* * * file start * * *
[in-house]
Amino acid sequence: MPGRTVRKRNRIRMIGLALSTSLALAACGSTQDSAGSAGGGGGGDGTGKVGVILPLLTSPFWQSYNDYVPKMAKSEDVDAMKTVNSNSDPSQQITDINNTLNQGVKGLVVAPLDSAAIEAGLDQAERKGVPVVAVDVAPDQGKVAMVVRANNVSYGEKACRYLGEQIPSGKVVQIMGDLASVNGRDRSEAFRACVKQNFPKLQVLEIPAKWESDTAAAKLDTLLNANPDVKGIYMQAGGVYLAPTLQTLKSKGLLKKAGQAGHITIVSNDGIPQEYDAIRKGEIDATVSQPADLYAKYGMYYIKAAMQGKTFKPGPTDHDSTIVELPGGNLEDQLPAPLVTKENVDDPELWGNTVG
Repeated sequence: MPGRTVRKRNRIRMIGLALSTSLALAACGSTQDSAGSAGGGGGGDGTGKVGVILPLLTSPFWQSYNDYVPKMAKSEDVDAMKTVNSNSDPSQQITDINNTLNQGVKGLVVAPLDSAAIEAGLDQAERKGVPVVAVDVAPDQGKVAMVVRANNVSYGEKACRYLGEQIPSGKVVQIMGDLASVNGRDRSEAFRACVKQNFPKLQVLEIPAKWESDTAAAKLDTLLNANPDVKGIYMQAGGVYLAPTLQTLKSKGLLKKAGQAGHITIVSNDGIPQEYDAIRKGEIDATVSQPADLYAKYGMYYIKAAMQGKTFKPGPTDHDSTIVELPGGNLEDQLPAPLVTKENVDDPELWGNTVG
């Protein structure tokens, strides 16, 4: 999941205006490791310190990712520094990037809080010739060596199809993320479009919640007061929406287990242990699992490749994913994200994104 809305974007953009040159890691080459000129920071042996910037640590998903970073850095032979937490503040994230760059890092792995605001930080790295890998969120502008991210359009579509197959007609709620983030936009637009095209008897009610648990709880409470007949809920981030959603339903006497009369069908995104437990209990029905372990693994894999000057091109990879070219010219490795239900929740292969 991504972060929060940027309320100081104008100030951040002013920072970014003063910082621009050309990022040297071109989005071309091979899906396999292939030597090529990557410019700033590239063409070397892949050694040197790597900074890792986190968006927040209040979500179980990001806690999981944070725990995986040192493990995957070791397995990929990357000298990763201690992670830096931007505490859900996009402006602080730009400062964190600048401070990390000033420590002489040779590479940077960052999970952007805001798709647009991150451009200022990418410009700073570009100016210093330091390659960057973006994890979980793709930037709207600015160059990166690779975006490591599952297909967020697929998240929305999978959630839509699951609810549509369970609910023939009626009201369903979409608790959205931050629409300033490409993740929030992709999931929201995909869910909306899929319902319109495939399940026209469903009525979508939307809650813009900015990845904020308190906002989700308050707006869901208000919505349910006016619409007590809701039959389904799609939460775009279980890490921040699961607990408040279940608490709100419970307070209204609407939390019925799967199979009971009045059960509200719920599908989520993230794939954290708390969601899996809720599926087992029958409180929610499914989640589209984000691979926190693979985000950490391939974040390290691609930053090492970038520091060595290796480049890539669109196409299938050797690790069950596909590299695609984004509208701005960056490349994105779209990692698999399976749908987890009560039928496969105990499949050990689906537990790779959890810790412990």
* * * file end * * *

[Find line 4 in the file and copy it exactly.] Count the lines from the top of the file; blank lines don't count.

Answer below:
């Protein structure tokens, strides 16, 4: 999941205006490791310190990712520094990037809080010739060596199809993320479009919640007061929406287990242990699992490749994913994200994104 809305974007953009040159890691080459000129920071042996910037640590998903970073850095032979937490503040994230760059890092792995605001930080790295890998969120502008991210359009579509197959007609709620983030936009637009095209008897009610648990709880409470007949809920981030959603339903006497009369069908995104437990209990029905372990693994894999000057091109990879070219010219490795239900929740292969 991504972060929060940027309320100081104008100030951040002013920072970014003063910082621009050309990022040297071109989005071309091979899906396999292939030597090529990557410019700033590239063409070397892949050694040197790597900074890792986190968006927040209040979500179980990001806690999981944070725990995986040192493990995957070791397995990929990357000298990763201690992670830096931007505490859900996009402006602080730009400062964190600048401070990390000033420590002489040779590479940077960052999970952007805001798709647009991150451009200022990418410009700073570009100016210093330091390659960057973006994890979980793709930037709207600015160059990166690779975006490591599952297909967020697929998240929305999978959630839509699951609810549509369970609910023939009626009201369903979409608790959205931050629409300033490409993740929030992709999931929201995909869910909306899929319902319109495939399940026209469903009525979508939307809650813009900015990845904020308190906002989700308050707006869901208000919505349910006016619409007590809701039959389904799609939460775009279980890490921040699961607990408040279940608490709100419970307070209204609407939390019925799967199979009971009045059960509200719920599908989520993230794939954290708390969601899996809720599926087992029958409180929610499914989640589209984000691979926190693979985000950490391939974040390290691609930053090492970038520091060595290796480049890539669109196409299938050797690790069950596909590299695609984004509208701005960056490349994105779209990692698999399976749908987890009560039928496969105990499949050990689906537990790779959890810790412990």